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Understanding the computational principles used by the brain and how they are physically embodied is crucial for developing novel computing paradigms and guiding a new generation of technologies that can combine the strengths of industrial-scale electronics with the computational performance of brains.
Complementary metal-oxide-semiconductor (CMOS) transistors are commonly used in very-large-scale-integration (VLSI) digital circuits as a basic binary switch that turns on or off as the transistor gate voltage crosses some threshold. Carver Mead first noted that CMOS transistor circuits operating below this threshold in current mode have strikingly similar sigmoidal current–voltage relationships as do neuronal ion channels and consume little power; hence they are ideal analogs of...
A simple learning rule that implements a spatial map can be used for online correction of position estimates in a neuromorphic head direction cell system.
This brief essay, originated by the work on the Neuromorphics Lab in the DARPA SyNAPSE project, describes our early effort in the study of alternative computing schemes that will make use of massive memristive-based devices coupled with low-power CMOS processes to efficiently compute neural activation and learning in novel computing devices. The answer was to couple fuzzy inference with dense memristive memory. This combination can provide extensive power and silicon real estate savings while maintaining a high degree of accuracy in the resulting precision of the computations.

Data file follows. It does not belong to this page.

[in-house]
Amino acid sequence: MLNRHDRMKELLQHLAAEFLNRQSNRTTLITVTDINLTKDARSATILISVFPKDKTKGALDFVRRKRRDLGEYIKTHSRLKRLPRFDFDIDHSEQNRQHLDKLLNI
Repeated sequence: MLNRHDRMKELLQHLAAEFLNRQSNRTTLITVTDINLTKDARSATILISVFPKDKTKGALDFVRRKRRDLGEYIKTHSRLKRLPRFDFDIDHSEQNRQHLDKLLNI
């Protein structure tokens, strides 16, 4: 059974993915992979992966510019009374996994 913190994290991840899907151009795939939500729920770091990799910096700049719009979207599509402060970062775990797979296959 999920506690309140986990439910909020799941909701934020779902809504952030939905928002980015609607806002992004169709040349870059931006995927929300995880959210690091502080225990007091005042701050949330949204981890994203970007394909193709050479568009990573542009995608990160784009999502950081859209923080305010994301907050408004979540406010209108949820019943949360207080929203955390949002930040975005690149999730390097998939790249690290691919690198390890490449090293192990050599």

More than anything, the neocortex makes us human, so it has been said. Humans are better than any other living things at reading blog posts, scheduling daily activities, and filling out tax forms, among other things mundane and not. Much progress has been made localizing certain functions to certain areas of the brain, in the neocortex in particular. Other questions remain unanswered. These include how function arises from form: how do the individual neurons cooperate together to process and combine information? What is the role of each of the six neocortical layers in information processing? What impact does network connectivity have on the shape of dynamics? How do neuronal oscillations and rhythms help process information? How are different aspects of cognition coordinated? These questions are often difficult or impossible to answer from in-vivo measurements, not only because it is currently impossible to measure the state of all neurons in the brain, but also because knowledge of the state of each neuron would create an insurmountably large dataset that would be difficult to interpret.
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